I used to glue things to my desk for the fun of it. Pencils, papers, erasers- my hand, once. In the middle of class, I would get up and walk around, looking at all the books and stuffed animals and things that lined our fourth grade class. The teacher told me to stay seated. So I went back to my desk, and then my desk would 'magically' start scotching around the classroom, bumping into to other kid's desk and going around to the big empty space in the back where the counter with the books were, all while the teacher tried desperately to continue the lesson. Every day, I'd get sent home with the orders to write lines.

"I will not sing in class" - 50x
"I will not bite people" - 40X
"I will not touch the teacher's desk" - 80X
"I am not allowed to write on walls" - 40X

My personal favorite:

"I will not use abbreviations when writing lines" - 100X

They started feeding me the pills around the second or first grade. I took them until we ran out sometime in the sixth/seventh grade, and due to a combination of outside influences, we never got them restocked.

I want to say I'm cured. That I've grown out of it, that ADHD is a bullshit disorder and that there was never anything wrong with me but the usual childish free-spiritedness society so eagerly crushes in youth and then tries (and fails) to cultivate again in adulthood. (Don't believe me, look at any job where they insist on 'innovated thinkers' who 'think outside of the box'. The box you put them in, fuckers!).

And sometimes, I really think that. I tell myself I was misdiagnosed during a period of time where any excuse to drug up and shut up kids was all the rage.

But that saying that over and over doesn't stop me from waking up at two AM and going rollerblading outside. Or from working on seven different projects at once and getting only half of them finished. Or why I get bored of some things so easily for arbitrary and pointless reasons- if there's a reason at all. Or why in the middle of class, I'll suddenly find myself sneaking outside- not to ditch or smoke or any of that, but to run around the building a couple times before returning.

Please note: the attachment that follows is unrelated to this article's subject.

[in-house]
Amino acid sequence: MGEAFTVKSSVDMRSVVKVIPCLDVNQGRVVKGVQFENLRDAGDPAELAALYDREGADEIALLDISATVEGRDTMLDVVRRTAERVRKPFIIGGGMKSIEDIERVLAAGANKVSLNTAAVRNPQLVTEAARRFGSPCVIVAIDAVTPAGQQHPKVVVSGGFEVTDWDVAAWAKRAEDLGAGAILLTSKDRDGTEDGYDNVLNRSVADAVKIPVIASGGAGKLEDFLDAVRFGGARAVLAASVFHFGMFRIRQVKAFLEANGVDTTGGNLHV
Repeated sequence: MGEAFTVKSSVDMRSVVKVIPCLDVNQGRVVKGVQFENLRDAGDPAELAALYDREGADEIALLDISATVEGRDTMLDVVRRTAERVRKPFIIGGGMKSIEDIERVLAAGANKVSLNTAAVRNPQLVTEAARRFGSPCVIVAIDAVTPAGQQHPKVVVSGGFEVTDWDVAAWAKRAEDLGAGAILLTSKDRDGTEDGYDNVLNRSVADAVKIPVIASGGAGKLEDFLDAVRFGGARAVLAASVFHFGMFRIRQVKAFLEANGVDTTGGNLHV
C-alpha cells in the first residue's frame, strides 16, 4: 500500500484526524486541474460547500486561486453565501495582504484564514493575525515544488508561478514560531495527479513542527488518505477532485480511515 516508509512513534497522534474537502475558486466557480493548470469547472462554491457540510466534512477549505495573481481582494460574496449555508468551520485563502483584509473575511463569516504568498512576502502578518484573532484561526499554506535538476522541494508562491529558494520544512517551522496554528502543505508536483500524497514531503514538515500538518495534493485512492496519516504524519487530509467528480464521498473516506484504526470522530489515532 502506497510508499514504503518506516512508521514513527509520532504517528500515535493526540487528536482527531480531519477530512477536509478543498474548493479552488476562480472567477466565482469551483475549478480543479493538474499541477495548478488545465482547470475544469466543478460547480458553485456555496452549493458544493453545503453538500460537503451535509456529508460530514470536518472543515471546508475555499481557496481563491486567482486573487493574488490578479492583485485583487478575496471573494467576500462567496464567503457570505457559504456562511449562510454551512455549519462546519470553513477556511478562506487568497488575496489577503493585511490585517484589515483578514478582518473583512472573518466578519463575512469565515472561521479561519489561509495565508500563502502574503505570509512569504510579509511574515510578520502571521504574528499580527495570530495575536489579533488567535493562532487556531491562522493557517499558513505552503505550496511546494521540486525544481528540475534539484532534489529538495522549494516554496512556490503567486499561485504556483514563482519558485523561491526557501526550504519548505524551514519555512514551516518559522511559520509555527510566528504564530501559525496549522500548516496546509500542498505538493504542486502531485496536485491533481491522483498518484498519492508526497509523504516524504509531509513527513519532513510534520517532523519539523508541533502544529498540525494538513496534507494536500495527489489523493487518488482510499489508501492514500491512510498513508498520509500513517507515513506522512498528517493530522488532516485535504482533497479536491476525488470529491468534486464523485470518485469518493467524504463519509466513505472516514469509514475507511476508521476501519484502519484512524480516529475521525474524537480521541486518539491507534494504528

It was all particularly troublesome in high school, where I basically failed all six of my classes freshman year. After than I started drinking copious amounts caffeinated soda and energy drinks. My grades went up, as did my pant size. So I switched to diet soda and coffee, lost twenty pounds, and passed with four credits to spare.

Why am I bringing all this up? I'm not really sure.

Last night, I really couldn't sleep because of the noise in my head. And I thought of the meds for the first time in ages, and I thought of the soul-wrenching feeling of being inside the jar or the box or whatever small container there is. And then I thought of My BFF.

My BFF was visiting the other day from the faraway foreign land of Nevadia. She's got regular ADD, but unlike me, she still takes pills. And social anxiety pills, to counteract the side effects. During the middle of the movie we were watching, we both got bored at almost the exact same moment. She pulled out her 3DS and played Pokemon rumbleblast. I got up and went to walk around the house aimlessly for a bit. Neither of us mentioned the fact that we weren't watching the movie anymore. In fact, after about five minutes, we both reached for the computer to put on something else. . . which lead to an awkward 'Oh, you do it. No? Okay, I will- oh wait! You're going to'? game until MST3K was finally put on.

I'm not sure what that says about us, if anything at all. But I think I'm happy just to have someone who gets it.